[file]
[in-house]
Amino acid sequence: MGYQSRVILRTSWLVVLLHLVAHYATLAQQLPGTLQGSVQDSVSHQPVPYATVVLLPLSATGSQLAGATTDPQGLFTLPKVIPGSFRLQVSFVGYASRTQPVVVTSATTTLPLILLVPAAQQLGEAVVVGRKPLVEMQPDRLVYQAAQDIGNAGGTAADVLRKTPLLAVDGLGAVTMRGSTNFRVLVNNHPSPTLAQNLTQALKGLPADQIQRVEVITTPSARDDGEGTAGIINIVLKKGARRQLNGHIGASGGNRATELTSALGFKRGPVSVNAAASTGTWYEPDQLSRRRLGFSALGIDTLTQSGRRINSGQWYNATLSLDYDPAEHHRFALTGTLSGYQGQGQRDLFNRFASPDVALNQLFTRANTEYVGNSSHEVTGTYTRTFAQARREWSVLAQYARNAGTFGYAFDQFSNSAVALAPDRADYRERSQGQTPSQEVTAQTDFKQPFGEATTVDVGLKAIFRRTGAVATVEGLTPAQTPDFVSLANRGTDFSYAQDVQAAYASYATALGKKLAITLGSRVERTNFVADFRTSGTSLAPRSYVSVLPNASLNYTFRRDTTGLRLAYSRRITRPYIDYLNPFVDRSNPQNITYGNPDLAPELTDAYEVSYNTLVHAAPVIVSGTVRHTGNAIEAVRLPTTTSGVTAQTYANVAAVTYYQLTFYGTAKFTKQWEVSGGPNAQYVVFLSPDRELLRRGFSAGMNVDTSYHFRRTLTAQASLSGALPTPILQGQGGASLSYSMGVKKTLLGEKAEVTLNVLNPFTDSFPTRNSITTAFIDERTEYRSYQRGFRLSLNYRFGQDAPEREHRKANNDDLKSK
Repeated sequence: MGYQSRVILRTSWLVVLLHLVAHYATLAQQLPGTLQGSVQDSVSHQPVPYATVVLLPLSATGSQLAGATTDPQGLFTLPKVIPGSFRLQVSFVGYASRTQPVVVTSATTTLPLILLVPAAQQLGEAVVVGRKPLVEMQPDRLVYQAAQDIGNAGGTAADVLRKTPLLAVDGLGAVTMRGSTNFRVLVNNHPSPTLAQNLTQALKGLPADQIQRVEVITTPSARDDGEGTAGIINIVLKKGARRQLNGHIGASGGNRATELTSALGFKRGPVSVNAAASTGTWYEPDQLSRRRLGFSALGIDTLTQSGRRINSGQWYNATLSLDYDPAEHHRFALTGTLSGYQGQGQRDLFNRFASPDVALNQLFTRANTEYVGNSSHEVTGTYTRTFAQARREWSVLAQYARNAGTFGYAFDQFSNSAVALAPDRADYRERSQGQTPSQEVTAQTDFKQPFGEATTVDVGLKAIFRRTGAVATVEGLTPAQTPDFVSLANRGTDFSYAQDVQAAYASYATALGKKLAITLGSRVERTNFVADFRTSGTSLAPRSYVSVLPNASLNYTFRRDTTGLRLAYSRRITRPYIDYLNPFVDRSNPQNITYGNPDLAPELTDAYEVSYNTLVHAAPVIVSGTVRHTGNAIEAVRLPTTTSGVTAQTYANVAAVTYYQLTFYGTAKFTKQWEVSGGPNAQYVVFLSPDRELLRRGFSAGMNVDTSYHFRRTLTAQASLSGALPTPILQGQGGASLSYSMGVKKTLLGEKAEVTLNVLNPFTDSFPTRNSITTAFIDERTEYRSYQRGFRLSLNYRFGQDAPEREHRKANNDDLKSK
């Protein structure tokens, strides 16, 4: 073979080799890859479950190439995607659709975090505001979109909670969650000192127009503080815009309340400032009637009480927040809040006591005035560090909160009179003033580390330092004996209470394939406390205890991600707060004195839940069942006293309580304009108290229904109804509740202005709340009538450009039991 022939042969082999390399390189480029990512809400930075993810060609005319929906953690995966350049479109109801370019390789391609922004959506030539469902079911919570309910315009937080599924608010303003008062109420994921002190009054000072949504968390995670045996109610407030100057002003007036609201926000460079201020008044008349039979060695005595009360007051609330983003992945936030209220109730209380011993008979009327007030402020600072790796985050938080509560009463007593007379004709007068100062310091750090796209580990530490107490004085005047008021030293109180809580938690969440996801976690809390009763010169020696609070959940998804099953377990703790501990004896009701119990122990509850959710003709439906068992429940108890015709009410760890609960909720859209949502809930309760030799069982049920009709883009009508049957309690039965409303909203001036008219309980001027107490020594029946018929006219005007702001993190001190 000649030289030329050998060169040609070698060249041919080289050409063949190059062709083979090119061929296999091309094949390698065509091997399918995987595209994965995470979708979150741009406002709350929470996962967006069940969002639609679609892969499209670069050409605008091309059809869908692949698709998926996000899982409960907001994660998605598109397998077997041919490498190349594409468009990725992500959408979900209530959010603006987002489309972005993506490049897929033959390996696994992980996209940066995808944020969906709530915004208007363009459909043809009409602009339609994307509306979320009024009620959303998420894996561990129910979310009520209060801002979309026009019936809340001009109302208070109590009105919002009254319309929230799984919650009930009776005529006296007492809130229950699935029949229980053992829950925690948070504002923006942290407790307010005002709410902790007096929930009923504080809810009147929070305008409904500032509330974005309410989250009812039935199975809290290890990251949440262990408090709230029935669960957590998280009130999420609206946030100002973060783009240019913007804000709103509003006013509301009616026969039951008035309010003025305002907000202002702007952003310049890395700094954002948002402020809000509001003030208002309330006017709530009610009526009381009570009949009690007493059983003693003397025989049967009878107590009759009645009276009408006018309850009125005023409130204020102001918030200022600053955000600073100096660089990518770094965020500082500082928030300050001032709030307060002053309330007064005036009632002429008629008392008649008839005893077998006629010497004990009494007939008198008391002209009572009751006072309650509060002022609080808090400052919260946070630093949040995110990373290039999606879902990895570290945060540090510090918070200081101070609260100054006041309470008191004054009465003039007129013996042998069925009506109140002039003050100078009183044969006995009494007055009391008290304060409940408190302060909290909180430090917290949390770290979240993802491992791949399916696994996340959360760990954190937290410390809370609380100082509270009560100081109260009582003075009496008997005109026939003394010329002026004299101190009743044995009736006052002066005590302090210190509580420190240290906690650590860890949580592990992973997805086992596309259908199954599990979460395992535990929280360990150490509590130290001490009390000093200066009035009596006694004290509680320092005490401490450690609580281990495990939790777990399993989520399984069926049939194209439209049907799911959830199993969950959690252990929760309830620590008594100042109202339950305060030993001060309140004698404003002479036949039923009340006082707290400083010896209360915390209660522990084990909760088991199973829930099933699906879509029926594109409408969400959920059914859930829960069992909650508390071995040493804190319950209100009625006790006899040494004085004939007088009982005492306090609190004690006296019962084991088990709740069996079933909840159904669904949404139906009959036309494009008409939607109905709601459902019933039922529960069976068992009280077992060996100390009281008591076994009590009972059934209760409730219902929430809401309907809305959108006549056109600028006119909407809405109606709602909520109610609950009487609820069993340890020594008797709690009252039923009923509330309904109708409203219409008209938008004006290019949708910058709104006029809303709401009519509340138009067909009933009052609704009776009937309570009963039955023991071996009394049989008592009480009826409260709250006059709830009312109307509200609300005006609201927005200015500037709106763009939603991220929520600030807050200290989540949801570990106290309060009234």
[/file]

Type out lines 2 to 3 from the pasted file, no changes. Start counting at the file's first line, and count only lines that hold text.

Amino acid sequence: MGYQSRVILRTSWLVVLLHLVAHYATLAQQLPGTLQGSVQDSVSHQPVPYATVVLLPLSATGSQLAGATTDPQGLFTLPKVIPGSFRLQVSFVGYASRTQPVVVTSATTTLPLILLVPAAQQLGEAVVVGRKPLVEMQPDRLVYQAAQDIGNAGGTAADVLRKTPLLAVDGLGAVTMRGSTNFRVLVNNHPSPTLAQNLTQALKGLPADQIQRVEVITTPSARDDGEGTAGIINIVLKKGARRQLNGHIGASGGNRATELTSALGFKRGPVSVNAAASTGTWYEPDQLSRRRLGFSALGIDTLTQSGRRINSGQWYNATLSLDYDPAEHHRFALTGTLSGYQGQGQRDLFNRFASPDVALNQLFTRANTEYVGNSSHEVTGTYTRTFAQARREWSVLAQYARNAGTFGYAFDQFSNSAVALAPDRADYRERSQGQTPSQEVTAQTDFKQPFGEATTVDVGLKAIFRRTGAVATVEGLTPAQTPDFVSLANRGTDFSYAQDVQAAYASYATALGKKLAITLGSRVERTNFVADFRTSGTSLAPRSYVSVLPNASLNYTFRRDTTGLRLAYSRRITRPYIDYLNPFVDRSNPQNITYGNPDLAPELTDAYEVSYNTLVHAAPVIVSGTVRHTGNAIEAVRLPTTTSGVTAQTYANVAAVTYYQLTFYGTAKFTKQWEVSGGPNAQYVVFLSPDRELLRRGFSAGMNVDTSYHFRRTLTAQASLSGALPTPILQGQGGASLSYSMGVKKTLLGEKAEVTLNVLNPFTDSFPTRNSITTAFIDERTEYRSYQRGFRLSLNYRFGQDAPEREHRKANNDDLKSK
Repeated sequence: MGYQSRVILRTSWLVVLLHLVAHYATLAQQLPGTLQGSVQDSVSHQPVPYATVVLLPLSATGSQLAGATTDPQGLFTLPKVIPGSFRLQVSFVGYASRTQPVVVTSATTTLPLILLVPAAQQLGEAVVVGRKPLVEMQPDRLVYQAAQDIGNAGGTAADVLRKTPLLAVDGLGAVTMRGSTNFRVLVNNHPSPTLAQNLTQALKGLPADQIQRVEVITTPSARDDGEGTAGIINIVLKKGARRQLNGHIGASGGNRATELTSALGFKRGPVSVNAAASTGTWYEPDQLSRRRLGFSALGIDTLTQSGRRINSGQWYNATLSLDYDPAEHHRFALTGTLSGYQGQGQRDLFNRFASPDVALNQLFTRANTEYVGNSSHEVTGTYTRTFAQARREWSVLAQYARNAGTFGYAFDQFSNSAVALAPDRADYRERSQGQTPSQEVTAQTDFKQPFGEATTVDVGLKAIFRRTGAVATVEGLTPAQTPDFVSLANRGTDFSYAQDVQAAYASYATALGKKLAITLGSRVERTNFVADFRTSGTSLAPRSYVSVLPNASLNYTFRRDTTGLRLAYSRRITRPYIDYLNPFVDRSNPQNITYGNPDLAPELTDAYEVSYNTLVHAAPVIVSGTVRHTGNAIEAVRLPTTTSGVTAQTYANVAAVTYYQLTFYGTAKFTKQWEVSGGPNAQYVVFLSPDRELLRRGFSAGMNVDTSYHFRRTLTAQASLSGALPTPILQGQGGASLSYSMGVKKTLLGEKAEVTLNVLNPFTDSFPTRNSITTAFIDERTEYRSYQRGFRLSLNYRFGQDAPEREHRKANNDDLKSK